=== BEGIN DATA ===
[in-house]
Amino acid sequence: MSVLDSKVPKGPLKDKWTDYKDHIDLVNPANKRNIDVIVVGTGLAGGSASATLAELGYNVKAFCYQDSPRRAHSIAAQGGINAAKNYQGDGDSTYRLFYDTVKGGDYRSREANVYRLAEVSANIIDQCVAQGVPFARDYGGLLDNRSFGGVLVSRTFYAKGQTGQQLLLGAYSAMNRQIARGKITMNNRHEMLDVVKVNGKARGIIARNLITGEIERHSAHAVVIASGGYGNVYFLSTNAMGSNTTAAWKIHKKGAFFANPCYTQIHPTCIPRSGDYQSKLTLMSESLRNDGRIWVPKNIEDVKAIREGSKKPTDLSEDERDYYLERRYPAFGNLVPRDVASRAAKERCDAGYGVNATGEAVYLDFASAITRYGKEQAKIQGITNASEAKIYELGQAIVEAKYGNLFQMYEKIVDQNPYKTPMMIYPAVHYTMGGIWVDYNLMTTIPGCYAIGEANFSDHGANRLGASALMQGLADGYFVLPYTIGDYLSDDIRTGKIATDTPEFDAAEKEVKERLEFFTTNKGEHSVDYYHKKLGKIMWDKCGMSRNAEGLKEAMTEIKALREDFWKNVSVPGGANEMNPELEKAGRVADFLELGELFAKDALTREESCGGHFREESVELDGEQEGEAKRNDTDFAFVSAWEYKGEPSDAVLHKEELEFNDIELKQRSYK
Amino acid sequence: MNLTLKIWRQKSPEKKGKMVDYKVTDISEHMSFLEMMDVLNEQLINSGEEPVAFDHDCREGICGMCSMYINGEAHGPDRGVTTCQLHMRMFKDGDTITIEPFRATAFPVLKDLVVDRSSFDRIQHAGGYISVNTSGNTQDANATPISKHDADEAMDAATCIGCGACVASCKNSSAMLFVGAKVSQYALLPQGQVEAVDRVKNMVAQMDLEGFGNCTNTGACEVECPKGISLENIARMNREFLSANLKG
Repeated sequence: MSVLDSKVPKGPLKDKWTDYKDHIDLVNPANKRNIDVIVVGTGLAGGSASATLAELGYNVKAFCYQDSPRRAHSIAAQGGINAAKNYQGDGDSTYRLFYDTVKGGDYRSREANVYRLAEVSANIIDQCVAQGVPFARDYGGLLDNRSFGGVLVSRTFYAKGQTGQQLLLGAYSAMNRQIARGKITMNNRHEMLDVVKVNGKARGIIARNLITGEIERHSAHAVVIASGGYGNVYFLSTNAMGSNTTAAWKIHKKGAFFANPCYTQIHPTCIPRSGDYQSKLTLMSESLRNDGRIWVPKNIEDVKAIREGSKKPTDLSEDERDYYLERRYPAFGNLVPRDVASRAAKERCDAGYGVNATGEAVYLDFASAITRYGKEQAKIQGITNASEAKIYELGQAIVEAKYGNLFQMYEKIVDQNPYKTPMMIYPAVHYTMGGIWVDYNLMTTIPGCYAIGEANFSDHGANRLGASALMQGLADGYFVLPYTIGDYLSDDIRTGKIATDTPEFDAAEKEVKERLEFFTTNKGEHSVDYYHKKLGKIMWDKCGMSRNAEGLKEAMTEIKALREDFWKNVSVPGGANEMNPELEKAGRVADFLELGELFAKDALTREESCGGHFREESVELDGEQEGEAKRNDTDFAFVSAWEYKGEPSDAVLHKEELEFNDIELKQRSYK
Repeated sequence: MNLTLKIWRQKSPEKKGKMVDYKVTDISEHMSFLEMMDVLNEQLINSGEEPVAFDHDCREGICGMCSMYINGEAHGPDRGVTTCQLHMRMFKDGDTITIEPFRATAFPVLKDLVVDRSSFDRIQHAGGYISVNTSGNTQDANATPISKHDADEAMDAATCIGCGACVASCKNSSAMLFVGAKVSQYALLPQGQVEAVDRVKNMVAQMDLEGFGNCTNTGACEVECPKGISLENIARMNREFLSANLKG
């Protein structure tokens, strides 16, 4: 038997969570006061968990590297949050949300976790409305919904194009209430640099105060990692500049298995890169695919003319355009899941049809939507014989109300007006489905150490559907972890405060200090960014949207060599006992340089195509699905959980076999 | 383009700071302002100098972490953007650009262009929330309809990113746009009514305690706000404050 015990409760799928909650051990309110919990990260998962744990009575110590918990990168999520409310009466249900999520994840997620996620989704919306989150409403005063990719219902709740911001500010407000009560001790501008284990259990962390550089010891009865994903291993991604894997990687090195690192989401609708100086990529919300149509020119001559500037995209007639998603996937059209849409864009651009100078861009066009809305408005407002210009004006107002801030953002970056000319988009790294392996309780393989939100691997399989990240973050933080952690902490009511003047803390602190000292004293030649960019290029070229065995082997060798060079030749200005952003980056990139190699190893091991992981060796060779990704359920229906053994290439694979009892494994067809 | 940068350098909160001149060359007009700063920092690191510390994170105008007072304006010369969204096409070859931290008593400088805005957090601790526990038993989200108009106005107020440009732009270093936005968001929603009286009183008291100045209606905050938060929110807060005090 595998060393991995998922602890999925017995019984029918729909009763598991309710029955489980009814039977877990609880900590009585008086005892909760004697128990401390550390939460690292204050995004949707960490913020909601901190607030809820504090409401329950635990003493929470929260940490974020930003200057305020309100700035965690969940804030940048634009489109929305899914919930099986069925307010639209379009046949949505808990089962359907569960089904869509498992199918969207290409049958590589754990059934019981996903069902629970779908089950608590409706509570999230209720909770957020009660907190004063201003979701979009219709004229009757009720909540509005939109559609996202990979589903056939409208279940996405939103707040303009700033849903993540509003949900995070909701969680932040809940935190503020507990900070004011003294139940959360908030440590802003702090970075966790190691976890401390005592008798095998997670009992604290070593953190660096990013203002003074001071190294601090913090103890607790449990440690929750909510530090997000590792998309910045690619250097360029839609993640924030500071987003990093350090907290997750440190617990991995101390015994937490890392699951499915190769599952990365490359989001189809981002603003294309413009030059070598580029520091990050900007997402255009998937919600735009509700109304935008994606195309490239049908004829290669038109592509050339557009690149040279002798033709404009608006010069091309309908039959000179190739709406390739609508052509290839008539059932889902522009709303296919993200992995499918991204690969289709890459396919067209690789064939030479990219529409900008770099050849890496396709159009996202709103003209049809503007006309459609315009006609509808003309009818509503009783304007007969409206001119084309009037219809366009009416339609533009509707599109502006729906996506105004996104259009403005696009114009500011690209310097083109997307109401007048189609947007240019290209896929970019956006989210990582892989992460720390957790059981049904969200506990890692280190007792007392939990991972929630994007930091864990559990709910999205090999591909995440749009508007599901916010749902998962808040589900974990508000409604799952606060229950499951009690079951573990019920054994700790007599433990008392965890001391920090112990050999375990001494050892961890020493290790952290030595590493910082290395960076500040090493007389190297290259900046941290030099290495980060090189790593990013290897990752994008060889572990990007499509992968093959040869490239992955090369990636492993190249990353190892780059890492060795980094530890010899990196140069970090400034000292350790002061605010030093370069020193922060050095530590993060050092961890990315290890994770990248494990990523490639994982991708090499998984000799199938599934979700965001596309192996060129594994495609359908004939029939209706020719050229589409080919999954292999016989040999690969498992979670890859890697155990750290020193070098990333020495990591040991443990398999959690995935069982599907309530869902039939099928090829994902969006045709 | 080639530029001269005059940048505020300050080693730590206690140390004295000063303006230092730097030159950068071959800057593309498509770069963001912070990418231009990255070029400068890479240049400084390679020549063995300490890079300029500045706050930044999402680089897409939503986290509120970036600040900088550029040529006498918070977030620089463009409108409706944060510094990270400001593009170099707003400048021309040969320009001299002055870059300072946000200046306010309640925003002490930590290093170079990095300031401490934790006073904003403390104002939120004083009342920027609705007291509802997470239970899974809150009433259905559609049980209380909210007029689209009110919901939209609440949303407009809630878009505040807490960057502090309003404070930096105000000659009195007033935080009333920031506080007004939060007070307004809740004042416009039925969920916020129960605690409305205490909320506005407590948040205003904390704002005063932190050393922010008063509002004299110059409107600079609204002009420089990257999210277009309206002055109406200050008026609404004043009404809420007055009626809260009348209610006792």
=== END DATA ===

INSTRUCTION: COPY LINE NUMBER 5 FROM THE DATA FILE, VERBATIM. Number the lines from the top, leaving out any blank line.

Repeated sequence: MNLTLKIWRQKSPEKKGKMVDYKVTDISEHMSFLEMMDVLNEQLINSGEEPVAFDHDCREGICGMCSMYINGEAHGPDRGVTTCQLHMRMFKDGDTITIEPFRATAFPVLKDLVVDRSSFDRIQHAGGYISVNTSGNTQDANATPISKHDADEAMDAATCIGCGACVASCKNSSAMLFVGAKVSQYALLPQGQVEAVDRVKNMVAQMDLEGFGNCTNTGACEVECPKGISLENIARMNREFLSANLKG